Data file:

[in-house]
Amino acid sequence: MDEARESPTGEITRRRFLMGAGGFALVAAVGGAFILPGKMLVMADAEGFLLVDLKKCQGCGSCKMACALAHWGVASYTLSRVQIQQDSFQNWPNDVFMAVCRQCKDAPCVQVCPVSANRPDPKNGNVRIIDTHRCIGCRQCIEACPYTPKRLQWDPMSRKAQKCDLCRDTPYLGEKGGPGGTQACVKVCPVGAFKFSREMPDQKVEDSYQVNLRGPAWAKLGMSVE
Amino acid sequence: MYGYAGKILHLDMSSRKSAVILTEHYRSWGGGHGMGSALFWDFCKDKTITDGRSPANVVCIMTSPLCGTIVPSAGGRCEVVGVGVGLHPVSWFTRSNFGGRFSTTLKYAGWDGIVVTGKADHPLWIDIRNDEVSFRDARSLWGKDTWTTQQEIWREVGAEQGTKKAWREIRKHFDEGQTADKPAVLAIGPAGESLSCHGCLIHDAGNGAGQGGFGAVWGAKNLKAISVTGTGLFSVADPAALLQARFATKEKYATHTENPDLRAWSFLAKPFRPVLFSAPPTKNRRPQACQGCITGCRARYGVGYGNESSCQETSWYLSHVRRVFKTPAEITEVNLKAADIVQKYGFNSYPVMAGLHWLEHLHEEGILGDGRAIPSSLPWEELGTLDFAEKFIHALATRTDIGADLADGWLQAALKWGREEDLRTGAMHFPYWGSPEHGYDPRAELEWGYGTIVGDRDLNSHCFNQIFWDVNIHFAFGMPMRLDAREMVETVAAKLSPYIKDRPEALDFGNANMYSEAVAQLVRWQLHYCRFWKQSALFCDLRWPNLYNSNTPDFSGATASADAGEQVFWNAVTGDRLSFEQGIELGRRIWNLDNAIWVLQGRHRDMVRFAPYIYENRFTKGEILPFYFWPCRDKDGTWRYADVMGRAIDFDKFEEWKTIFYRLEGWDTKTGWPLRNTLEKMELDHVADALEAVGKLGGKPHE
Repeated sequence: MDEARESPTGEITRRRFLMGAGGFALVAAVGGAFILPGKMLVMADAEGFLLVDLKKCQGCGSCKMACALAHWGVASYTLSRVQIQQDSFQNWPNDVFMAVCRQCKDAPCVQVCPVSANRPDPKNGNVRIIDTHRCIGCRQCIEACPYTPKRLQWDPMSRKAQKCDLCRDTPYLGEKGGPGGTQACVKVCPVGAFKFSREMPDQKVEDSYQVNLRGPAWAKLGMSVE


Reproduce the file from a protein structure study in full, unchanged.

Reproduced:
[in-house]
Amino acid sequence: MDEARESPTGEITRRRFLMGAGGFALVAAVGGAFILPGKMLVMADAEGFLLVDLKKCQGCGSCKMACALAHWGVASYTLSRVQIQQDSFQNWPNDVFMAVCRQCKDAPCVQVCPVSANRPDPKNGNVRIIDTHRCIGCRQCIEACPYTPKRLQWDPMSRKAQKCDLCRDTPYLGEKGGPGGTQACVKVCPVGAFKFSREMPDQKVEDSYQVNLRGPAWAKLGMSVE
Amino acid sequence: MYGYAGKILHLDMSSRKSAVILTEHYRSWGGGHGMGSALFWDFCKDKTITDGRSPANVVCIMTSPLCGTIVPSAGGRCEVVGVGVGLHPVSWFTRSNFGGRFSTTLKYAGWDGIVVTGKADHPLWIDIRNDEVSFRDARSLWGKDTWTTQQEIWREVGAEQGTKKAWREIRKHFDEGQTADKPAVLAIGPAGESLSCHGCLIHDAGNGAGQGGFGAVWGAKNLKAISVTGTGLFSVADPAALLQARFATKEKYATHTENPDLRAWSFLAKPFRPVLFSAPPTKNRRPQACQGCITGCRARYGVGYGNESSCQETSWYLSHVRRVFKTPAEITEVNLKAADIVQKYGFNSYPVMAGLHWLEHLHEEGILGDGRAIPSSLPWEELGTLDFAEKFIHALATRTDIGADLADGWLQAALKWGREEDLRTGAMHFPYWGSPEHGYDPRAELEWGYGTIVGDRDLNSHCFNQIFWDVNIHFAFGMPMRLDAREMVETVAAKLSPYIKDRPEALDFGNANMYSEAVAQLVRWQLHYCRFWKQSALFCDLRWPNLYNSNTPDFSGATASADAGEQVFWNAVTGDRLSFEQGIELGRRIWNLDNAIWVLQGRHRDMVRFAPYIYENRFTKGEILPFYFWPCRDKDGTWRYADVMGRAIDFDKFEEWKTIFYRLEGWDTKTGWPLRNTLEKMELDHVADALEAVGKLGGKPHE
Repeated sequence: MDEARESPTGEITRRRFLMGAGGFALVAAVGGAFILPGKMLVMADAEGFLLVDLKKCQGCGSCKMACALAHWGVASYTLSRVQIQQDSFQNWPNDVFMAVCRQCKDAPCVQVCPVSANRPDPKNGNVRIIDTHRCIGCRQCIEACPYTPKRLQWDPMSRKAQKCDLCRDTPYLGEKGGPGGTQACVKVCPVGAFKFSREMPDQKVEDSYQVNLRGPAWAKLGMSVE